By Kately Nikiforuk
The first showcased iSeahorse sighting of 2017 is of a thorny seahorse, Hippocampus histrix. It was found within the boundary of Mafia Island Marine Park, a region in Tanzania consisting of island, coastal and ocean ecosystems that are internationally acclaimed for their biodiversity.
Globally, the thorny seahorse population is suspected to have declined at least 30% over the last 10-15 years, and this trend is predicted to continue. In 2002, this species was listed as Data Deficient on the IUCN Red List, but after conducting surveys and analyzing international trade data, they were classified as Vulnerable in 2012. This highlights the importance of research for conservation - to formulate a gameplan for protecting H. histrix, we need to understand their population dynamics and the threats they face.
Mafia Island Marine Park encompasses six islands and ten villages, and its reefs harbour hundreds of distinct fish, invertebrate and algal species. The human inhabitants of the Mafia Island community are highly dependent on the natural resources found within the park. While commercial fishing and coral mining are forbidden, the land is sustainably used by local fishermen, and sightseers are encouraged to explore the world-renowned diving sites.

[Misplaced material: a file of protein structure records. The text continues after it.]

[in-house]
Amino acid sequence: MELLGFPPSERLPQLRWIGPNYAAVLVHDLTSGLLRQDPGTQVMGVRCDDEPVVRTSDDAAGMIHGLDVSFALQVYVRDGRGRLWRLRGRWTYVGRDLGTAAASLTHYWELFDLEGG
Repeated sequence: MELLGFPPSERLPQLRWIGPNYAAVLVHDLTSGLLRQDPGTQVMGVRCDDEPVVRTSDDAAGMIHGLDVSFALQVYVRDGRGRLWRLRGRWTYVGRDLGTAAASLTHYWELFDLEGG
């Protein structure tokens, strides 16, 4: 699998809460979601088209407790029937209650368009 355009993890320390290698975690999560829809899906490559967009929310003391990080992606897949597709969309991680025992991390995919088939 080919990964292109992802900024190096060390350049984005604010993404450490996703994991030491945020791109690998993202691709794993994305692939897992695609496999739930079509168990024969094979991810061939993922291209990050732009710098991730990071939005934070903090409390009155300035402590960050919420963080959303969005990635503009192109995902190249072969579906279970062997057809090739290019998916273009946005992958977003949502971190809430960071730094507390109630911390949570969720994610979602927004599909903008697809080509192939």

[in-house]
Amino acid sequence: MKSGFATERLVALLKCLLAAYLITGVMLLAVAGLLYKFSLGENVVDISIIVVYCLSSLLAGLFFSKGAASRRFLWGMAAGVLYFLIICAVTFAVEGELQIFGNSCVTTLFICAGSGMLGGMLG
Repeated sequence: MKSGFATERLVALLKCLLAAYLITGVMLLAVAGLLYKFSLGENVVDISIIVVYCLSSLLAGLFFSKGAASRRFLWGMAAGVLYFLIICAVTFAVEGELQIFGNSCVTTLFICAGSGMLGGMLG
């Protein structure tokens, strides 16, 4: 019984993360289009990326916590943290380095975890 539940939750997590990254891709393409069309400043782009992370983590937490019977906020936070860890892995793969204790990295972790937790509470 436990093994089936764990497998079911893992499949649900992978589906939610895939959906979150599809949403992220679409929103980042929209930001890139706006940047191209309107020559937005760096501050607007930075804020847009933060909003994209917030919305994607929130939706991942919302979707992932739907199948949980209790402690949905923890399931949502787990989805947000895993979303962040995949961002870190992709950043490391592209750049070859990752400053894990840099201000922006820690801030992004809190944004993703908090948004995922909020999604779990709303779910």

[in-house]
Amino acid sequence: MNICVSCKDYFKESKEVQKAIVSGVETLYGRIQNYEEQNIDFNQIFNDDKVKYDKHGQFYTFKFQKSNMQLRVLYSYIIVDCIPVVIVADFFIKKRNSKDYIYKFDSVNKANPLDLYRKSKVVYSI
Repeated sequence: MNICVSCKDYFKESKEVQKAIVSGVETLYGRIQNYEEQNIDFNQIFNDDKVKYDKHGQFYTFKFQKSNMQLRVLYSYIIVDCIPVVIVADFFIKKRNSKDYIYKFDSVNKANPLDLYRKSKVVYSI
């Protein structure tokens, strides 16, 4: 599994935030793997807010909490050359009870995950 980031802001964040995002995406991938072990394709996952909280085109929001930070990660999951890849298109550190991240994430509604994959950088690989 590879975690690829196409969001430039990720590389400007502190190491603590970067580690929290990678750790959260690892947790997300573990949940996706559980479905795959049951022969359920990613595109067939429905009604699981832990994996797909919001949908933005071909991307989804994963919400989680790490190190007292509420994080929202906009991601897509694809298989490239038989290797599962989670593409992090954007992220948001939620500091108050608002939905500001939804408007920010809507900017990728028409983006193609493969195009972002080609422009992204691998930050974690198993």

Not only is Mafia Island Marine Park important in that it protects local biodiversity, including the dugong, the hawksbill sea turtle, the green sea turtle, the writhing gecko and the Seychelles flying fox, but it also increases biodiversity in other regions of the ocean. Many larvae start their lives within the park before being swept along by the North East African Current, dispersing as far as the Red Sea.
Originally posted on iSeahorse.org